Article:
Hurrion, John (DNB00)

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HURRION, JOHN (1675?–1731), independent divine, descended from a Suffolk family, was born in 1675, and was trained for the ministry among the independents. About 1696 he succeeded William Bedbank at Denton in Norfolk. There he engaged in a controversy respecting the divinity of Christ with William Manning, the Socinian minister of Peasenhall, Suffolk. He removed to the Hare Court Chapel in London in 1724, but ill-health compelled him to neglect his congregation. In 1726 he was chosen one of the Merchants' lecturers at Pinners' Hall. Hurrion was throughout his life a recluse of very sedentary habits. He died on 31 Dec. 1731. He married about 1696 Jane, daughter of Samuel Baker of Wattisfield Hall, Suffolk, and by her he had two sons who survived him; both entered the independent ministry.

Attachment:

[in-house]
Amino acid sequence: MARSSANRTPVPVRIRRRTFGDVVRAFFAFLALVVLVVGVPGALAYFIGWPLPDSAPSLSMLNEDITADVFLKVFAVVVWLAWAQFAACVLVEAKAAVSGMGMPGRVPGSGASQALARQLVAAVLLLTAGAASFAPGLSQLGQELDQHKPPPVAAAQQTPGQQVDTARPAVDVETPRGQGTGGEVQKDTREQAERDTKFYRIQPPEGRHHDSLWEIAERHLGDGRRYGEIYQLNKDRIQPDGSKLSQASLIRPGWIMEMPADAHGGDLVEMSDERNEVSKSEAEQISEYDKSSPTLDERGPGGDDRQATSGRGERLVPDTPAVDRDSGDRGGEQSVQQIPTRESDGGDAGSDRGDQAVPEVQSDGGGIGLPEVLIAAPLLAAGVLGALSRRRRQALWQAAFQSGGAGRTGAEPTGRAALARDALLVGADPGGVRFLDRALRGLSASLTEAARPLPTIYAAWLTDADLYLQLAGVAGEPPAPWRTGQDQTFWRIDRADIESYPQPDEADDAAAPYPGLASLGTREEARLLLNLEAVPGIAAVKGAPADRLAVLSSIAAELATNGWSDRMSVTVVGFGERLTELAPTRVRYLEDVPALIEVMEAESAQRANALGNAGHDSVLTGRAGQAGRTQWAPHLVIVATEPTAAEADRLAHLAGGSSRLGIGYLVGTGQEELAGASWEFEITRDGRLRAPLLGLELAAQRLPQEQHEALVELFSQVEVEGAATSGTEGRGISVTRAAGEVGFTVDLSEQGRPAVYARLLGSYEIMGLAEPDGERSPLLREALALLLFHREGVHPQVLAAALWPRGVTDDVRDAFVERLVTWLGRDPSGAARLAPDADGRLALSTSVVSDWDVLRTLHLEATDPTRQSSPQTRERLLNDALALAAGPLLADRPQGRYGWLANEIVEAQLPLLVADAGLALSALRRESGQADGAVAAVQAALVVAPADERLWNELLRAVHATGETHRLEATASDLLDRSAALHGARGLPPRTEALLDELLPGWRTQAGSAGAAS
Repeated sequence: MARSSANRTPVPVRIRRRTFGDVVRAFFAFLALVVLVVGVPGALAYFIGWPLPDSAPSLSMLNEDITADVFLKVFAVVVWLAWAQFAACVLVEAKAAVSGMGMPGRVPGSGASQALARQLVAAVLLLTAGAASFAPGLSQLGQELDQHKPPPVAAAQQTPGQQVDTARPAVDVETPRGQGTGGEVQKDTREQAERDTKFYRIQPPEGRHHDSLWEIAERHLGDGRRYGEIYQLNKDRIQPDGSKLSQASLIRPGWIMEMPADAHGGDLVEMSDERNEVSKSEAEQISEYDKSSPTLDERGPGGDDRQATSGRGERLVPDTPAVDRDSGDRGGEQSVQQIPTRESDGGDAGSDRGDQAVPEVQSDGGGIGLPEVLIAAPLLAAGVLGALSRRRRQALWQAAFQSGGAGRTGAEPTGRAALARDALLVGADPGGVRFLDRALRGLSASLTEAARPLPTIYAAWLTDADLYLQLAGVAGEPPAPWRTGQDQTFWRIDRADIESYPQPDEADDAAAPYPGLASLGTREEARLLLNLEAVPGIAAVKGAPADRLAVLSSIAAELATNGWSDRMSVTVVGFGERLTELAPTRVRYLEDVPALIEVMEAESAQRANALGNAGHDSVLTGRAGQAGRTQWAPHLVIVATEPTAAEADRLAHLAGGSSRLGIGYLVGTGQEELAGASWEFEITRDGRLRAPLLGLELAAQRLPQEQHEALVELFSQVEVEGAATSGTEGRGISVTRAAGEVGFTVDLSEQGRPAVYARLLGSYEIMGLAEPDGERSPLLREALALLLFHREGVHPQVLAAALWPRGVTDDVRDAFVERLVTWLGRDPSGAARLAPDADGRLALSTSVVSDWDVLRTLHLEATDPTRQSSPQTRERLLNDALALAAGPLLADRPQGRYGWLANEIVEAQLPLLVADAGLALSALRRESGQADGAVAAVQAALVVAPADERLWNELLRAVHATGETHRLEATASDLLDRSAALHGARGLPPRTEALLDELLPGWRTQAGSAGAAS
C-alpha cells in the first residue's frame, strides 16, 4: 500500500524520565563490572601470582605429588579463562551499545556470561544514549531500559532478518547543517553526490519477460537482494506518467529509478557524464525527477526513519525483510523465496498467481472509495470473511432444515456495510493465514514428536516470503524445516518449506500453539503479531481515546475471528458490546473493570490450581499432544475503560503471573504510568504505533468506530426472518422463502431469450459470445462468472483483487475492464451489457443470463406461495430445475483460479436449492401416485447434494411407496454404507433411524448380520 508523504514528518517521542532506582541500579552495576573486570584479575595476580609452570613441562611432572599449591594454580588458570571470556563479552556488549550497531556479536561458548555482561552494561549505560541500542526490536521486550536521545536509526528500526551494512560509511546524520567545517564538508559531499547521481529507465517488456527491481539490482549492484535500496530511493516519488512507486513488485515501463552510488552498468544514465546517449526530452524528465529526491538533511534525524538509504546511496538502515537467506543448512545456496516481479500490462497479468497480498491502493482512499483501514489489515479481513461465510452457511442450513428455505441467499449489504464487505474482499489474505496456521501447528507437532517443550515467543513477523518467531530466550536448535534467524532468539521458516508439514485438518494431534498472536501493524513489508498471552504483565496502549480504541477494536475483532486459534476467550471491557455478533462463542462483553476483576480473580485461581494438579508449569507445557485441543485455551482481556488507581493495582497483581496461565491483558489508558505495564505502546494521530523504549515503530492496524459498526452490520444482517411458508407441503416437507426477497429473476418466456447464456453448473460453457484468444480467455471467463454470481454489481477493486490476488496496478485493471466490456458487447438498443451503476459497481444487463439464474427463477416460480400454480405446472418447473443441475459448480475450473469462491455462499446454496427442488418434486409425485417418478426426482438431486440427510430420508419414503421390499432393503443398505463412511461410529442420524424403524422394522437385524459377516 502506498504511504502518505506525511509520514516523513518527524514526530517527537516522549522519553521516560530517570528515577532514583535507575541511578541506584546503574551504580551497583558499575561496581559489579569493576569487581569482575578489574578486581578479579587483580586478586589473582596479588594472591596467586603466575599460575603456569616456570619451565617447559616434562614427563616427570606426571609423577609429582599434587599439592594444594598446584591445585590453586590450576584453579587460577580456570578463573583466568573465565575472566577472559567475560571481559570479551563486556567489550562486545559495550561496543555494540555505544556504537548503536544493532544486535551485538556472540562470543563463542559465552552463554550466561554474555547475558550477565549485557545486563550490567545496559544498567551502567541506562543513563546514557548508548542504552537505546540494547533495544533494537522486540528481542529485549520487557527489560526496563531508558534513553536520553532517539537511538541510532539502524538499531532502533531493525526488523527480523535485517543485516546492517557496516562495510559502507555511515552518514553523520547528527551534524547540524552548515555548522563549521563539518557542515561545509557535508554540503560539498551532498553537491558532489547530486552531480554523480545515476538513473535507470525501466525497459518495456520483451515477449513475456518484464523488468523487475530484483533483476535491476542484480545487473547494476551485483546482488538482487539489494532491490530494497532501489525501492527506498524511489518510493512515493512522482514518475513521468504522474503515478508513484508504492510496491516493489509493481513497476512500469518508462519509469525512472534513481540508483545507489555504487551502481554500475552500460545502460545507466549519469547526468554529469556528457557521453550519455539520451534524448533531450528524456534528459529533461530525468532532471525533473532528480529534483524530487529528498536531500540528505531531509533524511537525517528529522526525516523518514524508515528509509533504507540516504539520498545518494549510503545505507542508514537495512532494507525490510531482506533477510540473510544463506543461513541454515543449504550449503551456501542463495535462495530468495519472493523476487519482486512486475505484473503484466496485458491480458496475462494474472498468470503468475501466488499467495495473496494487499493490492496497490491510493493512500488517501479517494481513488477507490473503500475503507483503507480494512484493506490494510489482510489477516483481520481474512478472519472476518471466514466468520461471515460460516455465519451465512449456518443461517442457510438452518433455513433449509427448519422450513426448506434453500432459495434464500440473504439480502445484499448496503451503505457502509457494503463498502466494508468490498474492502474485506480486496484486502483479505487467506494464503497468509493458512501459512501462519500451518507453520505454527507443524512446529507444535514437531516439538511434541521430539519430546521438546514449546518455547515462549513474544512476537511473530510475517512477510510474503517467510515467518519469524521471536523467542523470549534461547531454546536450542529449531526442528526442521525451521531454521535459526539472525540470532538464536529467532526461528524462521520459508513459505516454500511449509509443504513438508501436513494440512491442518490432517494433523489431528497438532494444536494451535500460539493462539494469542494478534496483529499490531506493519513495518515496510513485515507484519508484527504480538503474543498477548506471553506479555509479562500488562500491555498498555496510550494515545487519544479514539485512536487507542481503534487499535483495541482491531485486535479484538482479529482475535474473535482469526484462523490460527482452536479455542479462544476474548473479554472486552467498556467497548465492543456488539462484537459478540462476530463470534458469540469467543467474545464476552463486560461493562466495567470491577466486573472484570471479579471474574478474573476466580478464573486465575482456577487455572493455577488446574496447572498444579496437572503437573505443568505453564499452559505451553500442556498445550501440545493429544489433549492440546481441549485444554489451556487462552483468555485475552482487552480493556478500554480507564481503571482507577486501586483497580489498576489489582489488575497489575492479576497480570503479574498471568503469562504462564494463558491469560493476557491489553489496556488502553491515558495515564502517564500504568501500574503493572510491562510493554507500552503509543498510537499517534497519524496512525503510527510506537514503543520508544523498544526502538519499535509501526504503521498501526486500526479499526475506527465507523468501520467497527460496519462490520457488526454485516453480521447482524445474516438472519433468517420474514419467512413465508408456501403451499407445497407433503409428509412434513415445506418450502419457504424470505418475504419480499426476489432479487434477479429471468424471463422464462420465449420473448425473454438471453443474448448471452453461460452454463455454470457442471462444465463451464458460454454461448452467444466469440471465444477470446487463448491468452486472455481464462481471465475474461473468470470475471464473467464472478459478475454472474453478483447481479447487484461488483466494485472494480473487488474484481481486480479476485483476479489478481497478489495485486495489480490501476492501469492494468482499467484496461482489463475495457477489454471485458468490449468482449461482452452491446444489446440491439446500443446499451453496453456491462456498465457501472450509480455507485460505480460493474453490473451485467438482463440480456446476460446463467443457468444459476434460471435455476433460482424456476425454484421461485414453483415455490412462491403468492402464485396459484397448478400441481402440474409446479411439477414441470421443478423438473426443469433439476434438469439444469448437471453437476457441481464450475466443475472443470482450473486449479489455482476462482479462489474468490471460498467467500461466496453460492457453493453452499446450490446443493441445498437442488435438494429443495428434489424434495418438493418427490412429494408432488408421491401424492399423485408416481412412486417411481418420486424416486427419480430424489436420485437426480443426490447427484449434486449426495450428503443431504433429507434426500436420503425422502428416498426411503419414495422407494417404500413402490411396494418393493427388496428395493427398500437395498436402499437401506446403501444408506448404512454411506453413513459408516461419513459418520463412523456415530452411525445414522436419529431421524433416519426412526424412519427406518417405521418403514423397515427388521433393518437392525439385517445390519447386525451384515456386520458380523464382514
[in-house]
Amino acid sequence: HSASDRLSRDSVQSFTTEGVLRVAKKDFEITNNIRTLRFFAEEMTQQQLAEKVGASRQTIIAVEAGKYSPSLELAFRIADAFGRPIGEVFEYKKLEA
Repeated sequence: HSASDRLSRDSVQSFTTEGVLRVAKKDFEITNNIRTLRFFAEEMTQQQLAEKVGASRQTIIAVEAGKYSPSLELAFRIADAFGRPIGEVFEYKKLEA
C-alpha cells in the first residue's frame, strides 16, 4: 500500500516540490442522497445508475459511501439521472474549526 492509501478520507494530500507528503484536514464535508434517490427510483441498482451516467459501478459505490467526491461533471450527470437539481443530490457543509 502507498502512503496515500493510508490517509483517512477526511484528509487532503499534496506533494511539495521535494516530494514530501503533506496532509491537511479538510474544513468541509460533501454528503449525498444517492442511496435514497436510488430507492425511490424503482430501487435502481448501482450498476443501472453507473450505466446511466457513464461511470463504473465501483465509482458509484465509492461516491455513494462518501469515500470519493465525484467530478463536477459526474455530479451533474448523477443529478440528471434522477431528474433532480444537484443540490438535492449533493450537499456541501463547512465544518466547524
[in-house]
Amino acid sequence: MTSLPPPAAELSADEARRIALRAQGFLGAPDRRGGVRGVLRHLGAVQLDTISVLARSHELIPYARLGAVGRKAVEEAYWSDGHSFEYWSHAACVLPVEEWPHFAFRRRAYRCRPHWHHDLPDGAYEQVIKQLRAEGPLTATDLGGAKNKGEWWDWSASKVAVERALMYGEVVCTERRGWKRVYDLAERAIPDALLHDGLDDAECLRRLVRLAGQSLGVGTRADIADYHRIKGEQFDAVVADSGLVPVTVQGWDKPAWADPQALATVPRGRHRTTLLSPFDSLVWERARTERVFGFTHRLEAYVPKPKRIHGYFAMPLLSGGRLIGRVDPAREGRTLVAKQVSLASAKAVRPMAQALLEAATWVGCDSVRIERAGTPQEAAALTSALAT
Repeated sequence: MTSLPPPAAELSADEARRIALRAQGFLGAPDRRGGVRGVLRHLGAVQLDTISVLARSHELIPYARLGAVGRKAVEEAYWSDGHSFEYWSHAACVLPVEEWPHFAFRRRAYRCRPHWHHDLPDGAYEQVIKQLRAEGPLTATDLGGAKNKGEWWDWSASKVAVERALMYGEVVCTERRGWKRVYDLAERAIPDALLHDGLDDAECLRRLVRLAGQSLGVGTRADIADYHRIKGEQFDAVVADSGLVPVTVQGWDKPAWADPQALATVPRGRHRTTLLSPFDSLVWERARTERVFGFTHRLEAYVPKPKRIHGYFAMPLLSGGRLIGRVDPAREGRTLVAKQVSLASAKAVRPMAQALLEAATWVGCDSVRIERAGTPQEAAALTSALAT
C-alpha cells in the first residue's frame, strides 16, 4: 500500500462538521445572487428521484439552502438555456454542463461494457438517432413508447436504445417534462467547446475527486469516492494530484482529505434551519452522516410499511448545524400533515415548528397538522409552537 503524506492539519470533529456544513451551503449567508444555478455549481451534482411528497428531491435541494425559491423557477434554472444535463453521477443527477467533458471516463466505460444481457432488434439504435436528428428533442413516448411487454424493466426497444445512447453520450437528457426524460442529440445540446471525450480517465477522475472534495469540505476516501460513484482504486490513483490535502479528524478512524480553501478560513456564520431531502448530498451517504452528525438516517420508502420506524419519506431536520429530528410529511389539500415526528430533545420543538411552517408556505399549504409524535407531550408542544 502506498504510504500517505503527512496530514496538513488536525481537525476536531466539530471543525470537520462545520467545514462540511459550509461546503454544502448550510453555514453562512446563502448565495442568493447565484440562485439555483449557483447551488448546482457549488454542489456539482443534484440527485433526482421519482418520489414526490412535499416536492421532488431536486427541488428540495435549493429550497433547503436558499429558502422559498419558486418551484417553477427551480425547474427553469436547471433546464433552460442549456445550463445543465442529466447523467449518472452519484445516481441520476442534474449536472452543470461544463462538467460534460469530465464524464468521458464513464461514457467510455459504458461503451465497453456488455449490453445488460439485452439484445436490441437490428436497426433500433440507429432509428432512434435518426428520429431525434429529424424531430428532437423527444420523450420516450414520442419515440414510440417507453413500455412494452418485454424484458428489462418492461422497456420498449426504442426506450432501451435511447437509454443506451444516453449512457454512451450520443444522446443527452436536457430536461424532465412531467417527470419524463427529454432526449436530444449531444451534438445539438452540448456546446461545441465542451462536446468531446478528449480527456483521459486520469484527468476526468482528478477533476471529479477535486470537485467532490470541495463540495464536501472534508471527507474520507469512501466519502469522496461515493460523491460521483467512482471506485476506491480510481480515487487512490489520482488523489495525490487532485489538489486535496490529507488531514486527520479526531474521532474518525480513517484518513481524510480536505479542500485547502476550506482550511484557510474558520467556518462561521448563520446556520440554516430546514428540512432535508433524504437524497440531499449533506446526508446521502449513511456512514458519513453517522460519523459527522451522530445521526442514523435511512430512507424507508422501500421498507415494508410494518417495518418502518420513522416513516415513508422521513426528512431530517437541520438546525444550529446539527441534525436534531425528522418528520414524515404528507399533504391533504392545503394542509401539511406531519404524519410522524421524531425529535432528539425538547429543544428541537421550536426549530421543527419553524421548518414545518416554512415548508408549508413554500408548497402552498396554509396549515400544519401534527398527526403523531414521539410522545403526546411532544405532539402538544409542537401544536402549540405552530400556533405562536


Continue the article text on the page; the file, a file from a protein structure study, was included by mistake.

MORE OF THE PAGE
Hurrion's published works include, in addition to several single sermons: 1. 'The Knowledge of Christ and him Crucified … applied in eight Sermons,' London, 1727, 8vo. 2. 'The Knowledge of Christ glorified, opened and applied in twelve Sermons,' London, 1729, 8vo. 3. 'The Scripture Doctrine of the proper Divinity, real Personality, and the External and Extraordinary Works of the Holy Spirit … defended in sixteen Sermons, …,' London, 1734, 8vo. 4. 'The Scripture Doctrine of Particular Redemption stated and vindicated in four Sermons,' London, 1773, 12mo. 5. 'Sermons preached at the Merchants' Lectures, Pinners' Hall, London,' Bristol, 1819, 8vo. 6. 'The whole Works of … John Hurrion,' edited with memoir by the Rev. A. Taylor, London, 1823, 12mo, 3 vols.

[Memoirs by Taylor and Walter Wilson; Wilson's Dissenting Churches, iii. 288; Allibone's Dict. of Engl. Lit.]

W. A. J. A.